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Woman Called Out For Announcing Pregnancy In Front Of Sister Whose Child Died Six Months Ago

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What is the ideal amount of buffer time between hearing the news of someone’s personal tragedy and announcing one’s own good, hopeful news?

That was the decision one Redditor was recently forced to make. She posted about her experience in the “Am I the A**hole (AITA)” subReddit.

The Original Poster (OP), known as 123SpongeRick on the site, made the subject matter clear with her title for the post. 

“AITA for announcing my pregnancy 6 months after my niece’s passing?”

OP led with the emotional backstory. 

“My sister (Aileen, 30-year-old female) lost her only child (5-year-old female) February of this year.”

“Her death was tragic and Aileen and BIL are still seeking justice for their daughter’s death.”

“It has taken a huge toll on my sister’s health so I didn’t inform my family when I found out I was pregnant 2 months ago.”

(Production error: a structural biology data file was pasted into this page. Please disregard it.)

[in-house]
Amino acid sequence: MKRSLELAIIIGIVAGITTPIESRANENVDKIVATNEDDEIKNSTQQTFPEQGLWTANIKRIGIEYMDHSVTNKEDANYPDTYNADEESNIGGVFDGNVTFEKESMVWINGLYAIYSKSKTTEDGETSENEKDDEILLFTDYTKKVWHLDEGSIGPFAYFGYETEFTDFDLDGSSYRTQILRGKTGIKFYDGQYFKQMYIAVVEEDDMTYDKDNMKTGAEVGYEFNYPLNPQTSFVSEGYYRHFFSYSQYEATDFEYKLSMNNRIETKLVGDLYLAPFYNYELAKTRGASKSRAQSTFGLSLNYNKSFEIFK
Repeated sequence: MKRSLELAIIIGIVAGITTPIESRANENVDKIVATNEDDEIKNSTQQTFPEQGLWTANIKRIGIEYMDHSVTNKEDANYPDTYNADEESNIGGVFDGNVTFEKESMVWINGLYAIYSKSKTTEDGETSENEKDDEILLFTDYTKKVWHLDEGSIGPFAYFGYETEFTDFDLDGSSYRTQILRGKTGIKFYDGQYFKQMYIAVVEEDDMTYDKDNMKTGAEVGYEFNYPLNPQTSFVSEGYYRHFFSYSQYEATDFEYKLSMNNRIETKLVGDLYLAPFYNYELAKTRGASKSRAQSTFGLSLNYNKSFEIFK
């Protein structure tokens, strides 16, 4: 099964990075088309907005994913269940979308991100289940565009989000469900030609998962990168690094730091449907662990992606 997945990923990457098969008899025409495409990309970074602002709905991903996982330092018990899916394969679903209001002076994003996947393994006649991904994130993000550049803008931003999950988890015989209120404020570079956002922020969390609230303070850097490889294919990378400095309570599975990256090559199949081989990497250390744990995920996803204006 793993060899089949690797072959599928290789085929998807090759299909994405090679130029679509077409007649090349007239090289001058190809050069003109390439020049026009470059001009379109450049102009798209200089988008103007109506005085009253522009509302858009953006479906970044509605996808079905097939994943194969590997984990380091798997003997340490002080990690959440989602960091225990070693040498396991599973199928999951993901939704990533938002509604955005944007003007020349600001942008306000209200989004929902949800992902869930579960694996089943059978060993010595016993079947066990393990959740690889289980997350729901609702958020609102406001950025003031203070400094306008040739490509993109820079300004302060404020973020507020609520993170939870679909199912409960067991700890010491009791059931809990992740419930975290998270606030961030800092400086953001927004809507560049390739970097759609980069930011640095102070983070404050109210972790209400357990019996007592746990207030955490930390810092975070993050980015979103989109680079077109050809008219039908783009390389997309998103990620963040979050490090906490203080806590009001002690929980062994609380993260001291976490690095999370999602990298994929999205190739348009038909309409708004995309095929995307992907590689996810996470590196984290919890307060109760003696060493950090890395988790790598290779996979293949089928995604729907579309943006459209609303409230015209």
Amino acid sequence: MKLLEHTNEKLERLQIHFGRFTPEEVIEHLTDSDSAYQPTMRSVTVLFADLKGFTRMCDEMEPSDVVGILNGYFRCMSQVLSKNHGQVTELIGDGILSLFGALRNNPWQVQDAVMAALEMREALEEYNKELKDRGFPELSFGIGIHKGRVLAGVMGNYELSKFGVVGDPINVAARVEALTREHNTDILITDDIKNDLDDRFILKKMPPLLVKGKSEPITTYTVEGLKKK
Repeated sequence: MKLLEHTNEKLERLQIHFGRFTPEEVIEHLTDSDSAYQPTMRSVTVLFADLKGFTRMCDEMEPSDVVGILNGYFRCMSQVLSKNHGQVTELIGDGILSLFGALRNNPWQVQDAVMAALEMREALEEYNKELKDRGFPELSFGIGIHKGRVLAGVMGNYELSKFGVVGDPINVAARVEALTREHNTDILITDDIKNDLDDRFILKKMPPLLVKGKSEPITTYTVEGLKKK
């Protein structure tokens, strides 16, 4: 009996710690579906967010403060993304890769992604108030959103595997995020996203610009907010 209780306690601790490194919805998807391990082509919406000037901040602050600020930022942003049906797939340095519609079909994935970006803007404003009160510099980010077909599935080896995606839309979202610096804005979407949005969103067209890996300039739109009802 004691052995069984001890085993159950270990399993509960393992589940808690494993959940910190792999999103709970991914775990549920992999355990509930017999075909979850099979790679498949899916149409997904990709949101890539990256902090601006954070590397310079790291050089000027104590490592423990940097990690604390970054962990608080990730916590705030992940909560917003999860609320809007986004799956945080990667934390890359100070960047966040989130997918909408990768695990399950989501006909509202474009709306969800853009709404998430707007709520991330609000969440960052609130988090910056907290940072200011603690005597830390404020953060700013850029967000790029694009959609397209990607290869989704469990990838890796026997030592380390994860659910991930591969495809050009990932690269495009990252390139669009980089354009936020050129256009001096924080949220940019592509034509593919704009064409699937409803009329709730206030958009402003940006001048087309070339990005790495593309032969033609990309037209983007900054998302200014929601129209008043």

But the world didn’t stop. 

“Last week was my mom’s birthday and the whole family noticed my growing belly.”

While my aunt gave her birthday wishes for mom she told everyone that I have something amazing to announce.”

“I got the mic and informed everyone that my husband and I are expecting our first children (we’re having twins).”

“Everyone in the party congratulated us and mom said it was the best birthday present.”

But the news was tough for some to hear. 

“After the party, my BIL called me and said I hurt my sister after I my announcement.”

“He said it was insensitive of me and that I owe my sister an apology.”

“I went to my Aileen’s home right away but she refused to see me.”

“AITA? I really felt sorry for causing pain to my grieving sister.”

Anonymous strangers weighed in by declaring:

  • NTA – Not The A**hole
  • YTA – You’re The A**hole
  • ESH – Everyone Sucks Here
  • NAH – No A**holes Here

Most Redditors assured OP she hadn’t been an a**hole. In fact, many said there was no a**hole to be found in the whole incident.

“NAH. It probably would have been more considerate to tell her first in private, but it sounds like your aunt put you on the spot.” — Fickle-Willow4836